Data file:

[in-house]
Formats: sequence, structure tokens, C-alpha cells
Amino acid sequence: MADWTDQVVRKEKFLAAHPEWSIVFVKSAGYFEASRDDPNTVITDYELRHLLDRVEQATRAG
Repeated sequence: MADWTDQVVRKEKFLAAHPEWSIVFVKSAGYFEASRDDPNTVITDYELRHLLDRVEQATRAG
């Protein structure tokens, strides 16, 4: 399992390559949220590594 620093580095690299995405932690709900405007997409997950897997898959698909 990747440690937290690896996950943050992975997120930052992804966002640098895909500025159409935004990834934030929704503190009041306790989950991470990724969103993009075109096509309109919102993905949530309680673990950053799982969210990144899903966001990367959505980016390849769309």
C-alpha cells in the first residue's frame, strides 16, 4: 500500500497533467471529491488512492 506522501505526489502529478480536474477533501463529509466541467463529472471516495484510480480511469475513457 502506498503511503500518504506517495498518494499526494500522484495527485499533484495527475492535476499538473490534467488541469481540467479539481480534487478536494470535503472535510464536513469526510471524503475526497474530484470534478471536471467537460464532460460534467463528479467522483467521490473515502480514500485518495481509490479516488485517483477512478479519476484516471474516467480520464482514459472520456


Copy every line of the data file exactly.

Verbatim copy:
[in-house]
Formats: sequence, structure tokens, C-alpha cells
Amino acid sequence: MADWTDQVVRKEKFLAAHPEWSIVFVKSAGYFEASRDDPNTVITDYELRHLLDRVEQATRAG
Repeated sequence: MADWTDQVVRKEKFLAAHPEWSIVFVKSAGYFEASRDDPNTVITDYELRHLLDRVEQATRAG
């Protein structure tokens, strides 16, 4: 399992390559949220590594 620093580095690299995405932690709900405007997409997950897997898959698909 990747440690937290690896996950943050992975997120930052992804966002640098895909500025159409935004990834934030929704503190009041306790989950991470990724969103993009075109096509309109919102993905949530309680673990950053799982969210990144899903966001990367959505980016390849769309």
C-alpha cells in the first residue's frame, strides 16, 4: 500500500497533467471529491488512492 506522501505526489502529478480536474477533501463529509466541467463529472471516495484510480480511469475513457 502506498503511503500518504506517495498518494499526494500522484495527485499533484495527475492535476499538473490534467488541469481540467479539481480534487478536494470535503472535510464536513469526510471524503475526497474530484470534478471536471467537460464532460460534467463528479467522483467521490473515502480514500485518495481509490479516488485517483477512478479519476484516471474516467480520464482514459472520456